CPhI Online

Preparing for mass vaccination

11 Jan 2021

Needle free systems offer compelling advantages for mass vaccination - could this be a potential platform for COVID19 vaccination programmes?

The global effort to develop COVID 19 vaccines has delivered its first product approvals. Significant investment is being made by governments and non-profit sources to build adequate capacity for the delivery and administration of these vaccines at national and global scale (1). With potentially hundreds of millions of doses to be administered annually, it is important to challenge the incumbent delivery technology of needle and syringe and think carefully about whether investment should be made to open the way for needle-free delivery of COVID-19 vaccines.

The low cost and ready availability of hypodermic syringes makes them immediately attractive, but the cost burden of needlestick injuries cannot be ignored. The annual cost of treating needlestick injury in hospital workers alone is as high as $591m in the US, $302m in Japan and $900k in the UK (2) . These represent developed countries with the highest levels of training and resource. COVID 19 is a global pandemic, therefore the cost burden of needlestick is likely to be far higher.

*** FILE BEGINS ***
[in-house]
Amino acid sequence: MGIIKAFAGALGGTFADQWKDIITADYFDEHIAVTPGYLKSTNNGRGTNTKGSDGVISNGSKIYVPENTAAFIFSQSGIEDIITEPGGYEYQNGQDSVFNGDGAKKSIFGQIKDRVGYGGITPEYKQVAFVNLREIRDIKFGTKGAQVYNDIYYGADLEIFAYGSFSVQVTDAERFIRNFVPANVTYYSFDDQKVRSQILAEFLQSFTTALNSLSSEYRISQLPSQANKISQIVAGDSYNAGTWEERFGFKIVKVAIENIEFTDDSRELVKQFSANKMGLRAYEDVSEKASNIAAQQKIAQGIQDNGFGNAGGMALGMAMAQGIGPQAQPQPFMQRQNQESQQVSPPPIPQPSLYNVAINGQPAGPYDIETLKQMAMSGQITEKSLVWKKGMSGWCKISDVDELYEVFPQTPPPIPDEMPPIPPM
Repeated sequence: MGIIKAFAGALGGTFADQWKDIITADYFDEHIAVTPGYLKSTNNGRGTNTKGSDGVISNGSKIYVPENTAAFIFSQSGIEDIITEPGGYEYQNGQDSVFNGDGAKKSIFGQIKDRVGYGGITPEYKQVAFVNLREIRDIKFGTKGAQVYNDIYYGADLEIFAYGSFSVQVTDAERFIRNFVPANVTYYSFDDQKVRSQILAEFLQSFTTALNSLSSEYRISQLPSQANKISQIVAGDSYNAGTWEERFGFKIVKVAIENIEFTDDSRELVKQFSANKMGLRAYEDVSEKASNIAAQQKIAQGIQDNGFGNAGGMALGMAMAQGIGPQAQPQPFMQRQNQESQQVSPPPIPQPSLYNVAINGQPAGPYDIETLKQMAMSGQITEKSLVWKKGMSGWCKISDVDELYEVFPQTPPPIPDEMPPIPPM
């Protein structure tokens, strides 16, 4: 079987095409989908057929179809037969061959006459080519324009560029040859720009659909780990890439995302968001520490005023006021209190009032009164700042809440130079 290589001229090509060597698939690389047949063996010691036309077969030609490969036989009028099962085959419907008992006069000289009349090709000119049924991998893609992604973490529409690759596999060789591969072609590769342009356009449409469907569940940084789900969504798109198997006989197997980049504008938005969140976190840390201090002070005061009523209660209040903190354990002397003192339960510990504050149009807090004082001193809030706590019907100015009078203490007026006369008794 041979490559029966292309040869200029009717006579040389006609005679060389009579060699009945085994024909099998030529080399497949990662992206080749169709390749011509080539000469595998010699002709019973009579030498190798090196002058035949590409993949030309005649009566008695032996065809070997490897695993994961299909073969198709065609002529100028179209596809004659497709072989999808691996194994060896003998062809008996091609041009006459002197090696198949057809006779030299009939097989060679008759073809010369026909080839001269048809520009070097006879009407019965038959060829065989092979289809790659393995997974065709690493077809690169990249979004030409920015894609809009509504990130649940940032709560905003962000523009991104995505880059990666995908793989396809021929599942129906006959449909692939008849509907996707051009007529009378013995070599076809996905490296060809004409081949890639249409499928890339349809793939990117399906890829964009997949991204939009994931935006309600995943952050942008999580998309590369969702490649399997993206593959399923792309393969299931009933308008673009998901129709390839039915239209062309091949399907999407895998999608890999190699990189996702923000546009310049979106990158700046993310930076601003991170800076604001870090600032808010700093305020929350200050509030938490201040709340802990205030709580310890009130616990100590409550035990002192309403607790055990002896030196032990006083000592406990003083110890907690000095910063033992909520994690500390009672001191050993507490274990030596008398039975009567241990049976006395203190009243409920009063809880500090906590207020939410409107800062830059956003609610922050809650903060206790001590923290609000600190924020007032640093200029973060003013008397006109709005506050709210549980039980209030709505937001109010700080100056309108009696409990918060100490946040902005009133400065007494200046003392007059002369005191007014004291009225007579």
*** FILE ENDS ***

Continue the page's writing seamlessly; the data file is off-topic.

Needle-free injection eliminates this risk and, when designed appropriately, enables safe, targeted and reproducible dermal delivery. Furthermore, needle-free delivery is independent of viscosity and hence independent of the flow characteristics of a vaccine. With so many candidate vaccines still in development, it is important to consider whether a subset of vaccines should be developed and approved for needle-free delivery.

Current status of COVID-19 vaccine developments

In the latest update to their excellent COVID-19 vaccine tracker (3), the Regulatory Affairs Professionals Society shows 6 vaccines as being authorised/approved:

• BNT162b2 (mRNA-based vaccine) from Pfizer, BioNTech and Fosun Pharma has approval in UK, Bahrain, Canada and US

• Coronavac (Inactivated vaccine [with adjuvant]) from Sinovac has approval in China

• Sputnik V (non-replicating viral vector) from Gamaleya Research Institute has approval in Russia

• BBIBP-CorV (Inactivated vaccine) from Beijing Institute of Biological Products has approval in China and UAE.

• EpiVacCorona (Peptide vaccine) from Federal Budgetary Research Institution State Research Centre of Virology and Biotechnology has approval in Russia.

• An unnamed inactivated vaccine from Wuhan Institute of Biological Products has approval in China.

A further 46 vaccines are listed as being in development with 6 vaccines at Phase 3, 3 at Phase 2/3, 2 at Phase 2, 8 at Phase 1/2, 13 at phase 1 and 14 at pre-clinical.

Delivery platforms for vaccine administration

Many people will have experienced annual influenza vaccinations being administered by intramuscular injection (generally used for adults) or by nasal delivery (generally used for children). These are the most common methods of vaccine administration and a review of COVID 19 vaccine trials on ClinicalTrials.gov shows that, for a sample of 17 studies, the following administration methods were cited: